3. Recent (less than two months) acceleration of angina reflected by an increase in severity of at least one CCSC class to at least CCSC class III. The patient must also NOT have any biochemical evidence of myocardial necrosis.
Is the primary indication for coronary intervention a preoperative evaluation and subsequent intervention prior to major noncardiac surgery: e.g. major abdominal surgery, vascular surgery including fem-pop bypass, AAA repair, aortic root repair, ORIF, or knee replacements etc.
Was patient evaluated by thoracic surgery and felt not to be a surgical candidate (for whatever reason i.e. no conduits, severe COPD, small distal vessels, etc.) Must be refused by CV surgeon.
Cardiogenic shock is defined as a sustained (>30 minutes) episode of systolic blood pressure < 90mmHg, and/or cardiac index <2.2 L/min/m2 determined to be secondary to cardiac dysfunction, and/or the requirement for parenteral inotropic or vasopressor agents or mechanical support (e.g., IABP, extracorporeal circulation, ventricular assist devices) to maintain blood pressure and cardiac index above those specified levels. (Def #8005 in NCDR 4.3.1)
Recurrent ventricular tachycardia or ventricular fibrillation prior to PCI (occurred greater than one time).

PCI in the setting of a Myocardial Infarction

Has the patient had a Myocardial Infarction (ST elevation or non-ST elevation) within the previous 7 days?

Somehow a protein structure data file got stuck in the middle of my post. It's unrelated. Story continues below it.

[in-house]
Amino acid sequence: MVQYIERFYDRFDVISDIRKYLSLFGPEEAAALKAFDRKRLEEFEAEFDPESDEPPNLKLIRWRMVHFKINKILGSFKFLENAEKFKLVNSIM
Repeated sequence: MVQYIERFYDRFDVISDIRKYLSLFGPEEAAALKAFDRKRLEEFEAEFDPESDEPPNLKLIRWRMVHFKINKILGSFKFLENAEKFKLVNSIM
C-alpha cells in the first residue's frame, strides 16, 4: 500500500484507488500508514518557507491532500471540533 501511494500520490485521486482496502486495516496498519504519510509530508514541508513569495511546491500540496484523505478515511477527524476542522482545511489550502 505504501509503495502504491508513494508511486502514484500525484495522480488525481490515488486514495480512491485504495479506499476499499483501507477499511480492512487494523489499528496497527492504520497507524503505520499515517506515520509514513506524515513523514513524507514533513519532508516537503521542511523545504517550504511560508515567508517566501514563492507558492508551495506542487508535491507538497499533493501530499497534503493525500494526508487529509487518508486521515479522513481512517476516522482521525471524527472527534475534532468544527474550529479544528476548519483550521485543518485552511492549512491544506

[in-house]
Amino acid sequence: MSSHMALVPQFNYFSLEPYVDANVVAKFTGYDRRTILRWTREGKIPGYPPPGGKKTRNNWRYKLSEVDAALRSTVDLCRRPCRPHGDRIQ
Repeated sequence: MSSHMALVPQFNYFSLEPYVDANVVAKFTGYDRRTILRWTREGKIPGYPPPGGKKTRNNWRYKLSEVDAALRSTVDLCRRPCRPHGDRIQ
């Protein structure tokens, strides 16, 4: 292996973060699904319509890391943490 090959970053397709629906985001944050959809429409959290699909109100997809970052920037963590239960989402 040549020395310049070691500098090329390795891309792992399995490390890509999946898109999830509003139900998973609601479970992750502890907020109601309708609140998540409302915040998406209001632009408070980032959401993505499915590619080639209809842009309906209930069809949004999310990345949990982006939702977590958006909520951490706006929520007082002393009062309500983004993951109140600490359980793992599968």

PCI performed as the primary intervention on the infarct artery i.e. no thrombolytics were administered and PCI was performed within 12 hours of symptom onset.
Mark this box if the time from symptom onset to balloon dilatation was 0 to 6 hours.
Between 6 to 12 hours elapsed from symptom onset to balloon dilatation.
Between 12 to 24 hours elapsed from symptom onset to balloon dilatation.
Greater than 24 hours elapsed from symptom onset to balloon inflation.
Percutaneous coronary intervention performed on the infarct related artery.
Continued symptoms of angina after thrombolytic therapy.
Indicate whether patient received lytic therapy as primary treatment of AMI. Include any combination ½ dose lytics given. (eg, TNK, TPA, and RPA).

Pre-procedural Therapy

Is/Was the patient on intravenous heparin prior to the procedure?

Contraindication

Cardiac Anatomy and Function

%
Indicate as a percentage from 0-100 as obtained from a LV gram, MUGA, ECHO, or estimated from other calculations, based upon available clinical data. If the LVEF is documented as normal without a numerical value, enter 55%. Record the EF obtained closest to PCI.
Visual estimate of saphenous vein graft, left internal mammary artery, right internal mammary artery, including any anastamotic lesions with ≥70% stenoses.
Includes LAD, RCA, LCX, and Ramus. This does not include branches off the native vessels. For example, if a patient has a ≥ 70% lesion in the OM, proximal LCX, and the mid LAD, mark it as two.
Left ventricular end diastolic pressure.

Lesion

Mark the box if the index vessel is a saphenous vein, LIMA, or RIMA graft.
From the origin up to 3 mm.
Visible clot / thrombus.